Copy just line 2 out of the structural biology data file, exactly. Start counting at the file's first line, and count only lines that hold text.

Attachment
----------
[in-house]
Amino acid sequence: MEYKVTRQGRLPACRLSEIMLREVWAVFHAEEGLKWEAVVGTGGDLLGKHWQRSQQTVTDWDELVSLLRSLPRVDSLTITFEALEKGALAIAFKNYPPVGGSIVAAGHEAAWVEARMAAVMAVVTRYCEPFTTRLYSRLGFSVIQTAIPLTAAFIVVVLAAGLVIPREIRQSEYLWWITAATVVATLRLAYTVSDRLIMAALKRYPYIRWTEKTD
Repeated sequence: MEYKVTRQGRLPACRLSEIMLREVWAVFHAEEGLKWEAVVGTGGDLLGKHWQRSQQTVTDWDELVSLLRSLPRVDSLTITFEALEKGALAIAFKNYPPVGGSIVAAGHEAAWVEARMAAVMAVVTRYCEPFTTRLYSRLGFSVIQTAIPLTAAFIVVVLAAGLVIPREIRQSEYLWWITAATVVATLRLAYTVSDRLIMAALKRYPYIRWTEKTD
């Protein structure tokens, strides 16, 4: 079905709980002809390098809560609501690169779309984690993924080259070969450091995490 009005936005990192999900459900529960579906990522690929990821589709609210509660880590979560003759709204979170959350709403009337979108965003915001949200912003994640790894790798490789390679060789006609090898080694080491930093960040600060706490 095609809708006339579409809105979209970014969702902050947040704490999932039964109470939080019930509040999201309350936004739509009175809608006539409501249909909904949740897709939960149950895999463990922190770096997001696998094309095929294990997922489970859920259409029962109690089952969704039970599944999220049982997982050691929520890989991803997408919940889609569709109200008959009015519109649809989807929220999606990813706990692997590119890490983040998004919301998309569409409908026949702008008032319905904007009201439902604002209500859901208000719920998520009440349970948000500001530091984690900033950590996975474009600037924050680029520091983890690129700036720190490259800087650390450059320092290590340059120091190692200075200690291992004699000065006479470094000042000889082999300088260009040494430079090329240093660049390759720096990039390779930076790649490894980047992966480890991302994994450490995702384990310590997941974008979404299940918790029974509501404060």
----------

Amino acid sequence: MEYKVTRQGRLPACRLSEIMLREVWAVFHAEEGLKWEAVVGTGGDLLGKHWQRSQQTVTDWDELVSLLRSLPRVDSLTITFEALEKGALAIAFKNYPPVGGSIVAAGHEAAWVEARMAAVMAVVTRYCEPFTTRLYSRLGFSVIQTAIPLTAAFIVVVLAAGLVIPREIRQSEYLWWITAATVVATLRLAYTVSDRLIMAALKRYPYIRWTEKTD